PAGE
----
You can now of course start coding and making the react app your own, adding your own components and markup etc. However, for simple illustration purposes in this tutorial, we are just going to host the react app on Netlify exactly as it is “out of the box”, iconic spinning atom and all.
Step 3: Hosting our app on Netlify
Next, on Netlify, make your free account by clicking sign-up and then simply choose to login with Github:
Once logged into Netlify with our Github account, we will navigate to “Sites”, and then click “Add new site”, and choose the first option “Import an existing project”. Netlify will then take you to a screen that asks you to connect to a git provider. Choose Github. (Although much the same process works for the others)
Next, you will be prompted to pick a repository from Github that you would like to host as a site. We will choose our “my-hosted-app” project we made in steps 1 and 2.
You will now see a screen with the following options:
To host our site right out of the box we can keep all of the defaults and simply click “Deploy site”. However, I think a short explanation of what these options do and one important caveat will be helpful:
What the settings mean:
The branch to deploy section tells us we will deploy from branch main. But you can choose whichever branch you want to be your “production branch”: once a site is deployed to Netlify from a github branch, it will automatically update and re-deploy (CI/CD) every time you commit and push changes to that branch from your local machine.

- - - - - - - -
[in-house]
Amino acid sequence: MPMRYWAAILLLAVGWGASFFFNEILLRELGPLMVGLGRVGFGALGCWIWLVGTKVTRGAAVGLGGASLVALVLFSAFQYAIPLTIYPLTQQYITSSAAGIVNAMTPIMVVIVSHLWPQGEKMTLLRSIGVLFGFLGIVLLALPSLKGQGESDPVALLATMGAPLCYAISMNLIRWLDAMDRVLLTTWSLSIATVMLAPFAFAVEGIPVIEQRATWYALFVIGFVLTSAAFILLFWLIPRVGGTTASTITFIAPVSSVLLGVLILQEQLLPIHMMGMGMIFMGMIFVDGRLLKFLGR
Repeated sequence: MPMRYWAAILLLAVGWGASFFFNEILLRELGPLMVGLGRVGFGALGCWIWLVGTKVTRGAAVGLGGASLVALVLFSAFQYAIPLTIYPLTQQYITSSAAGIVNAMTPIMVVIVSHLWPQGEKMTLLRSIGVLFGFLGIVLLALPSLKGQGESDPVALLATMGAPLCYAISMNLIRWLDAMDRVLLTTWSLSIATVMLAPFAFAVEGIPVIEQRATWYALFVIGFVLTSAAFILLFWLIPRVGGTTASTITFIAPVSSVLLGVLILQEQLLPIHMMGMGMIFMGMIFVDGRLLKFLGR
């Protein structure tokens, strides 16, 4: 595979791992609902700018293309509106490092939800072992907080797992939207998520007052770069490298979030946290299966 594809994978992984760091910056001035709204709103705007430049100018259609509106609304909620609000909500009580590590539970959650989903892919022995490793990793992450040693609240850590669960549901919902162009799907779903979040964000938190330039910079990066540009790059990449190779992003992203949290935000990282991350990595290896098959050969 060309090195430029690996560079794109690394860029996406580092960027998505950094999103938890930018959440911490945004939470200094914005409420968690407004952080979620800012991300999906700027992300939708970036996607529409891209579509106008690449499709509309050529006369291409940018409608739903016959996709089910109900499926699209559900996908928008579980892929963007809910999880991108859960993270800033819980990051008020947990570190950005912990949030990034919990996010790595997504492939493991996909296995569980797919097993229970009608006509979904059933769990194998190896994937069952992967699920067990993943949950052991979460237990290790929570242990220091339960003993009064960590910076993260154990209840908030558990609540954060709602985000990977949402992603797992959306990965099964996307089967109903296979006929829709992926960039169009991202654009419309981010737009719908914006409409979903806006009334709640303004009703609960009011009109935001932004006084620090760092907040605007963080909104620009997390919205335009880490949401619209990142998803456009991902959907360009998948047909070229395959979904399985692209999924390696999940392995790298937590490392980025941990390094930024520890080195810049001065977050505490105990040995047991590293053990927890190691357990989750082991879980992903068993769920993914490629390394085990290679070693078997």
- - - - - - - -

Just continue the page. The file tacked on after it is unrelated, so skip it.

The Build command: We can also see that Netlify will automatically run the React build command
npm run build and create a build folder/production version of our React app for us, without us needing to manually run the build command on our local machine in the terminal.
Important caveat: If your React app has any linting errors, then you will need to replace the
npm run build line under Build command with the following line instead:
CI= npm run build
Linting errors in React are a long topic and constitute a range of different errors, but basically they are the kinds of errors that will not break your app altogether but instead will cause a warning to be issued when it does compile. One common example is variables that are declared but never used, or libraries that are imported into your application but never used.
You will know you have linting errors if instead of seeing